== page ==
Have you used our Minecraft map of Great Britain?

Last summer, one of our interns, Joseph Braybrook, created a Minecraft world of Great Britain using our OS OpenData products. In September 2013, we released the world for users to download and explore – all 22 billion blocks of it!

Minecraft map of Southampton Water

Southampton Water

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Insurance Customer Forum

In July we invited a select group of our insurance customers to join us aboard HMS Belfast in London for our first customer forum. Our aim for the forum was to share best practice of using mapping and addressing data for underwriting property insurance, whilst at the same time allowing the attendees to not only meet and network with peers, but also share discussion on key points bought up by the presenters. The format seemed to work – with customers welcoming the debate and discussion the agenda offered.

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Where are we?

Our Flying Unit travel the length and breadth of the country each year, capturing some 50,000 aerial images covering 40,000 km2 of Britain’s urban, rural, moorland and mountain terrain. 

Our planes are two Cessna 404s called G-TASK and G-FIFA and they each fly with a highly-detailed digital camera – probably one the highest resolution cameras in the country – at 196 megapixels, which allows us to take high resolution images even from the skies. See this example below:

where-are-we
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Maps on trend

map-floor-hay-on-wyeA recent article in The Times, confirmed what we already knew at map HQ – maps are the height of style right now. They said that maps are “both on trend and versatile: living room, bathroom or man cave – maps work anywhere.”

While, maps have traditionally been framed and hung on a wall, there appears to be an increasing variety in the way they are used. And we’re not talking small pieces anymore, maps are going HUGE! Our map floor at Hay-on-Wye festival last year was a big hit too. Continue reading “Maps on trend”

Glasgow 2014 Commonwealth Games map now available

ICE-commonwealth-games-mapThe World Cup, Wimbledon and British Grand Prix may be over, but the sporting extravaganza continues this summer, with the Commonwealth Games kicking off in Scotland next week. We’ve worked with the Institution of Civil Engineers (ICE) to create a special map which showcases Glasgow’s infrastructure works ahead of the Commonwealth Games.

The ‘Engineering the Glasgow 2014 Commonwealth Games’ map includes civil engineering firsts such as the Hampden Park surface raising, which lifted the surface six feet on metal stilts to accommodate the running track and athletics field. Continue reading “Glasgow 2014 Commonwealth Games map now available”

Step up to the mountain challenge

This September past GeoVation winner, guerrilla geographer and explorer Daniel Raven-Ellison is going to step up to the height of Mount Everest (29,029 ft) only using stairs in London tallest buildings.

How high can you climb by using stairs in your house, school or neighbourhood? Can you step up to the height of a mountain?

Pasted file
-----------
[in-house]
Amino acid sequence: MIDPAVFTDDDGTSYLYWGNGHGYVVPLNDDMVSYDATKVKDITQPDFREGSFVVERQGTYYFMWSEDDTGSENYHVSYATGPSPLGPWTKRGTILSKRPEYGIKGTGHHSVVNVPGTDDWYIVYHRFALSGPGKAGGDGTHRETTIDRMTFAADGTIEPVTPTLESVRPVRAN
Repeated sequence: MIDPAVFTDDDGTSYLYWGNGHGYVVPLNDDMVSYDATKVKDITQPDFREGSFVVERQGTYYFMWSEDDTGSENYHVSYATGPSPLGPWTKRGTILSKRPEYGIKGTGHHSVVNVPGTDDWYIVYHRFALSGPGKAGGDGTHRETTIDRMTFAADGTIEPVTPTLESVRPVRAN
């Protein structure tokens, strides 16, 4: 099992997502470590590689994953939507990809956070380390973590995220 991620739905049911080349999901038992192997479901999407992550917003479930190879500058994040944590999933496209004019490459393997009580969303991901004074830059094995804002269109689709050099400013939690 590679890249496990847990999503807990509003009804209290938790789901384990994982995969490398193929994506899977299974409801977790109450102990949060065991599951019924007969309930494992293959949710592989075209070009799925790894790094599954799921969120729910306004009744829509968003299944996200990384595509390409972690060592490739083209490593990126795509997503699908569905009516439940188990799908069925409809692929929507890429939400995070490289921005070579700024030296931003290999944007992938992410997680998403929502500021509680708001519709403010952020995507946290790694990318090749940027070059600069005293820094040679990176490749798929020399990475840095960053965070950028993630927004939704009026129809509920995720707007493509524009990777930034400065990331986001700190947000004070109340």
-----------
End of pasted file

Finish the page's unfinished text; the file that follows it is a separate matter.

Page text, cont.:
Image and link to Step up Mountain mapping tool

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Digimap – access to maps in higher education

We often talk about the Digimap for Schools service, but did you know there is also Digimap for higher and further education? Since its launch in 2000, Digimap has seen almost 290,000 registrations and there are currently 156 higher and further education institutions subscribed to the service.

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Tour de France maps and facts

At 11 am tomorrow, the hugely anticipated British Grand Depart of the 2014 Tour de France will finally start, leaving Leeds and heading for Harrogate. The world’s most famous cycle race is holding its first three stages in Britain, ending in London on 7 July.

RS2345_boardman-lets-ride

As soon as we heard the Tour was heading to Britain we got our maps out and started poring over them and we’ve found some great facts and figures to share with you.

  • The three British stages cover a huge 569 km – so if you’re planning on emulating the pros and following the routes on OS Ride, you’ll need to do some preparation!
  • Pub SymbolIf that all seems like a lot of hard work, our map database tells us that there are 588 pubs along the routes, so there’s plenty of opportunity to relax!
  • The highest point on the Tour is on the Leeds to Harrogate stage, reaching 525 m.
  • If you like your waterways, the Tour will cross an impressive 27 rivers and canals – and crosses the River Ure four times!

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Get more addresses with AddressBase

Today’s guest blog is from Chris Chambers, our Address Portfolio Manager at Ordnance Survey.

Our AddressBase team has recently carried out detailed analysis of the 38,418,837 addresses in the AddressBase product suite to identify ‘postally addressable’ records. This work was based on our customers’ requirement to identify all properties within the AddressBase products that have the potential to receive mail, not solely the Royal Mail Postcode Address File (PAF) data contained within.

D12275-AddressBase-Infographic-WEBLrg

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A history of Wimbledon in maps

Wimbledon got off to a flying start on Monday, and as much as we love tennis, our minds inevitably turned to maps. We’ve been putting Wimbledon on the map for almost 100 years now. Did you know that when the All England Court was formed, back in 1868, their home was not at the current Wimbledon site? Shown below on our map from 1896, the club was based at Worple Road until 1922 and the first championships, and even the 1908 Olympics, were not played out on the existing Church Road site.

Worple Road 1896

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